2 cups Cooked rice
1/2 onion
1/2 capsicum
1/2 potato
1/2 cup Spinach or Methi (fenugreek) leaves
1/2 cup chickpea flour (besan)
1 1/4 cup yoghurt
1/2 tsp baking soda
2 tsp salt
2 tsp turmeric powder
2 tsp red chilly powder or 2-3 serrano chillies for more spice
Oil for frying

Mix the cooked rice and the yoghurt and keep aside.

Now chop all the veggies and spinach or methi leaves into small pieces. Add these, the spices and the baking soda to the rice mixture and mix well. Slowly add the besan, 2 tsps at a time and mix to break the lumps and form a nice thick blend that can be held between your fingers without any of it dripping below. It should not drip, yet it should not be hard enough to be rolled into balls.

Now heat the oil in a wok. Drop a small amount of the mix into the oil. If it comes up instantaneously, your oil has reached the perfect required temperature.

Lower the flame a bit and gently drop small balls of the rice mixture into the wok with your hand. Be careful as to not lower your hands very close to the oil. The oil might splutter a little, so stay far from the stove. Now let these fritters be cooked till they are golden brown on all sides. Turn them over using a long-handled ladle.

Remove from oil and place on a tissue paper to soak excess oil. There, your delicious fritters are ready!! They can be excellent appetizers for your party. Serve them with the Green Cilantro Chutney, ketchup or any of your favourite dipping sauce!! It tastes great with Queso too, by the way:)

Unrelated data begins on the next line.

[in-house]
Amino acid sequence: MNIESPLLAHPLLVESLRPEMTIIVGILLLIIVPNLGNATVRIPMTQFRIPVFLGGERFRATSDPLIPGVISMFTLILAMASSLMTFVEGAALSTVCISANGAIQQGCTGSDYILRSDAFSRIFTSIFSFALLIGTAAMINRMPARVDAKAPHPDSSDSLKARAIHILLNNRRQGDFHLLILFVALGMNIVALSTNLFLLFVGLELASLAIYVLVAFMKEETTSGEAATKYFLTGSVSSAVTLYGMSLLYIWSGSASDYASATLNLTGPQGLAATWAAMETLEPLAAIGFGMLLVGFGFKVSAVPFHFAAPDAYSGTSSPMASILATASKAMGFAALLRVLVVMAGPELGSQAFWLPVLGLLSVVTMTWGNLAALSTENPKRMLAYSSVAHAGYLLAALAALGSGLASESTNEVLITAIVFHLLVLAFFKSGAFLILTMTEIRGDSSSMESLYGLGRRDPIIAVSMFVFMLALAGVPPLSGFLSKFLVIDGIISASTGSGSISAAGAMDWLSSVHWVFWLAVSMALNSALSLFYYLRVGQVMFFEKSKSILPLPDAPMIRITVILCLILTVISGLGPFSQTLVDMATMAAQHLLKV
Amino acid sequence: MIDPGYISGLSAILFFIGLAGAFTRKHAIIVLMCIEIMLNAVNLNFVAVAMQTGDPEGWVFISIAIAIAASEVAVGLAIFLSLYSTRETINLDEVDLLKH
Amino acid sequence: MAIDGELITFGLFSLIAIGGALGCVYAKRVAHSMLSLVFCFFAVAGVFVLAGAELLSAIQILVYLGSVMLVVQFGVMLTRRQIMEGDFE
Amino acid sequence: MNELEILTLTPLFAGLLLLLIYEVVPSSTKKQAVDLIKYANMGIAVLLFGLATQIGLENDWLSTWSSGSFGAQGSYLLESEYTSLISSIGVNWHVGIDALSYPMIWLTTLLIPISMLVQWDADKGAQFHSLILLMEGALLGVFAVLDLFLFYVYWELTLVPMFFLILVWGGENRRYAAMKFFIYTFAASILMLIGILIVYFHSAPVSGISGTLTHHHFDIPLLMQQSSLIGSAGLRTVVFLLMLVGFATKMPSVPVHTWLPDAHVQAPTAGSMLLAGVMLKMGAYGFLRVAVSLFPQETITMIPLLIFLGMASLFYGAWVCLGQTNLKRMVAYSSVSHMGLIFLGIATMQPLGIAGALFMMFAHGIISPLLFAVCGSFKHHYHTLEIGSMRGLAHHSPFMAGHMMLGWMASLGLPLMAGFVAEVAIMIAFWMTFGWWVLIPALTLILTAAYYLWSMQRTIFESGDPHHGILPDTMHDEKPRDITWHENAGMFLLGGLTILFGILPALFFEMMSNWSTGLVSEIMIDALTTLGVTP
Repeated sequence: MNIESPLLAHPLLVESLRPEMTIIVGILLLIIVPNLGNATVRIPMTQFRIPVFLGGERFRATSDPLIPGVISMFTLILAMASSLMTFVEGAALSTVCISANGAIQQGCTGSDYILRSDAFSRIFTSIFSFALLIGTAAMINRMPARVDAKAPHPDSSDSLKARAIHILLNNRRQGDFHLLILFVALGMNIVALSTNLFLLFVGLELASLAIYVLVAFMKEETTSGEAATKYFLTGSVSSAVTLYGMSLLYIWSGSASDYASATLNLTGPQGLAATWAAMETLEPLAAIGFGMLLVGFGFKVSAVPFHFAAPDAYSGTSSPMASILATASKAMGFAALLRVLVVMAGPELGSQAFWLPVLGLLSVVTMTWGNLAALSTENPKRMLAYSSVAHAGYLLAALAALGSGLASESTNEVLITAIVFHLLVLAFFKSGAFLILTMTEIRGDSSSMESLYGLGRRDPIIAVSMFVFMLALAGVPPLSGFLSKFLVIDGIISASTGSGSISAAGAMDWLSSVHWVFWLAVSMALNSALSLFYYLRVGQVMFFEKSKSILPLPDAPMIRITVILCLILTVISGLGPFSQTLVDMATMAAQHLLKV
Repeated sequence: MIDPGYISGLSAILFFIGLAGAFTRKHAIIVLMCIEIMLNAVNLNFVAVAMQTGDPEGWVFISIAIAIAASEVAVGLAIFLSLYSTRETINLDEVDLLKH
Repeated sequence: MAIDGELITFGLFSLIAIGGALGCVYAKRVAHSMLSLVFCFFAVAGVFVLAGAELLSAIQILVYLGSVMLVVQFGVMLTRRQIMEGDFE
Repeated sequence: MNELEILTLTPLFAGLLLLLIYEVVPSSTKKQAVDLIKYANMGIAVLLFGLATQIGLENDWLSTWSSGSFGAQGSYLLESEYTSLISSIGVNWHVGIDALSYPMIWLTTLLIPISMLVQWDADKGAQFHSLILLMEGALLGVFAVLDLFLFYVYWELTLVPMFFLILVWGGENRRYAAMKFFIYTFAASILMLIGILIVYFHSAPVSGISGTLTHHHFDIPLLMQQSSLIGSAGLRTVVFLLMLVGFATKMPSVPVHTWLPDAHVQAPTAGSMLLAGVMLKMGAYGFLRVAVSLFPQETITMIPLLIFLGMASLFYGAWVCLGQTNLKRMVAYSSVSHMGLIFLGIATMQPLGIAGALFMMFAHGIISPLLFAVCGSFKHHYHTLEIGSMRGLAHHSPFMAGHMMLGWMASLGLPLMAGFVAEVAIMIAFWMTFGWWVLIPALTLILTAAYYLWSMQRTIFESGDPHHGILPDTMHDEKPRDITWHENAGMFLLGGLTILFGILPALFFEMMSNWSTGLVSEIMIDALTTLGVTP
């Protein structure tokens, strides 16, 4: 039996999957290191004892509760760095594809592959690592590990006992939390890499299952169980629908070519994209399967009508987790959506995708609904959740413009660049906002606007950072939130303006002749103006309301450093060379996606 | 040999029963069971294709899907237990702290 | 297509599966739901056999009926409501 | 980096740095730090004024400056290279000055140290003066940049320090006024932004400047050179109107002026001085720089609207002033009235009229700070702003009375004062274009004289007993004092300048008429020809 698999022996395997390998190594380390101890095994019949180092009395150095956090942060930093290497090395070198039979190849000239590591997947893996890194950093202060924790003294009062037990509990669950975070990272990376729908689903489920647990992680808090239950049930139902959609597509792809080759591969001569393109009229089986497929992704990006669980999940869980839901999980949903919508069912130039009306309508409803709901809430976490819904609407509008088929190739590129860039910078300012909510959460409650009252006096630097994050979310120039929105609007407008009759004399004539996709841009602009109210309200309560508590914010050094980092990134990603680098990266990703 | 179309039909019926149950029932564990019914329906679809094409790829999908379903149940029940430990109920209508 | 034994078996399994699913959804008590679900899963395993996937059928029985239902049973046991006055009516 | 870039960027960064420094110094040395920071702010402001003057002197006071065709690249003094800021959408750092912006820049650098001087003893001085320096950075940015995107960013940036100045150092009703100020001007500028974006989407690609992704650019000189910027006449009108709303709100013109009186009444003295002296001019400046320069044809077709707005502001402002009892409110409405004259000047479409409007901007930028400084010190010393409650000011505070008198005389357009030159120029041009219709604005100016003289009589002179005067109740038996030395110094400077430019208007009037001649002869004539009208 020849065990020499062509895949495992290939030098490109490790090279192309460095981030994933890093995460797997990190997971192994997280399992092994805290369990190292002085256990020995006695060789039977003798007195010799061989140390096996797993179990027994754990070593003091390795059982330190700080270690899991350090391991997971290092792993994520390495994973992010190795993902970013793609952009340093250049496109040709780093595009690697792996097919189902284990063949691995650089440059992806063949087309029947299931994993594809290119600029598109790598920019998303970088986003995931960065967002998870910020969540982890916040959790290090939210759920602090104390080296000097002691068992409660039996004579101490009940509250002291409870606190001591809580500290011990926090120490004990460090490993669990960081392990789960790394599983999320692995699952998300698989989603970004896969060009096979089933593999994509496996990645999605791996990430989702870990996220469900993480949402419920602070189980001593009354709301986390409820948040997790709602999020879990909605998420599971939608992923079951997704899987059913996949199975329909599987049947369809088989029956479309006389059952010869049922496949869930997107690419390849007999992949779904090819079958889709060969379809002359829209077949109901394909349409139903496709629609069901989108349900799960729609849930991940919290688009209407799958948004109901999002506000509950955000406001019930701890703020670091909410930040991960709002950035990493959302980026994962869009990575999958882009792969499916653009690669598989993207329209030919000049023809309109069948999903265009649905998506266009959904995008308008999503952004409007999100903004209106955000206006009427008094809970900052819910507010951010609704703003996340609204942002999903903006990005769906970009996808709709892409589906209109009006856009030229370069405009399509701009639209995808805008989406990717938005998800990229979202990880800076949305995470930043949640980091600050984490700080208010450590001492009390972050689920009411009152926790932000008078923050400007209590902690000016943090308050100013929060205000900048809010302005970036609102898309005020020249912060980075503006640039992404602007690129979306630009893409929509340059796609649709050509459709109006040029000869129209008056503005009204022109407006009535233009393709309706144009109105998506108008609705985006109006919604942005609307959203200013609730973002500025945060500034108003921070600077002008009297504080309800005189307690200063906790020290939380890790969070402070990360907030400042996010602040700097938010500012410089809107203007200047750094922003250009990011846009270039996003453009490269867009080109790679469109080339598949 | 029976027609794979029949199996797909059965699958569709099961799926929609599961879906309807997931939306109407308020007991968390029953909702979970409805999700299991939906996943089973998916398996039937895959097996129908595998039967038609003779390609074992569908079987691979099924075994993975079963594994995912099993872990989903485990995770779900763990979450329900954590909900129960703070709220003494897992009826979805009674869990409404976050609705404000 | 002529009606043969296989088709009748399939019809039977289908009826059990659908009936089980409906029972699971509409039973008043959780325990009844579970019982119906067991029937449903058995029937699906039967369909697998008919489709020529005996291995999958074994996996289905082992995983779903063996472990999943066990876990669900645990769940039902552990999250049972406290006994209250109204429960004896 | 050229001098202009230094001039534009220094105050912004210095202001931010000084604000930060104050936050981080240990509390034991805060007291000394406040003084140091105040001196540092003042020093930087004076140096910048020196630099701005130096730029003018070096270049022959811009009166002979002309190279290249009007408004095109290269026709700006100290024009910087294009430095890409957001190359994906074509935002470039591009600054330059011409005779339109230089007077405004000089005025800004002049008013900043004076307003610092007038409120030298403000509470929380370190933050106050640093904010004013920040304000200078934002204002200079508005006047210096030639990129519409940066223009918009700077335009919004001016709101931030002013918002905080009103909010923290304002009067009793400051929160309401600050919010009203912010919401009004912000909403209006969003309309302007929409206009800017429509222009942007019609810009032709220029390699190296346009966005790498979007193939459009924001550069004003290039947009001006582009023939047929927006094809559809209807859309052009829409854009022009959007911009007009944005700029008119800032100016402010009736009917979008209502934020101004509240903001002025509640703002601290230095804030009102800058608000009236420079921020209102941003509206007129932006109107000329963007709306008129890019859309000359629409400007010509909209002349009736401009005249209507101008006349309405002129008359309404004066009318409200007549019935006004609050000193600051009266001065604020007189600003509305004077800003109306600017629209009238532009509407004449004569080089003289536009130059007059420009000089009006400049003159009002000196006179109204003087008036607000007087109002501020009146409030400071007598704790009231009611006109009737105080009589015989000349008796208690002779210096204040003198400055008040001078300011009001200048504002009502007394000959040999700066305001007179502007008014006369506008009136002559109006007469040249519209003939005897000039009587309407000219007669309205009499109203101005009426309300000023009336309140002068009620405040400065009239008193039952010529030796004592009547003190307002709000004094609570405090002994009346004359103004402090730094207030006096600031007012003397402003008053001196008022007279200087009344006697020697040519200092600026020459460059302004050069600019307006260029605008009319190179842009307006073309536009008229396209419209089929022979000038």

We just love these spicy and tasty bhajiyas, and hope you enjoy them too!

Monday, August 20, 2007

The New Epicurious Guest Blogger


I've been sitting on some very exciting news for a long time now. But today is the launch day for the new version of Epicurious and I am one of the daily guest contributors! I am in the very best of company with people I greatly admire and respect including Chef Rick Bayless, food writer (and frequent New York Times contributor) Melissa Clark and wine expert Natalie MacLean in addition to the Epicurious staff contributors.

I will keep posting here, and once a week over at KQED, but for a daily fix, you can now read my posts over at the Epi Log. Primarily I expect to be writing about what's going on in the food blogosphere. I hope you enjoy the new blog and as always, do let me know what you think.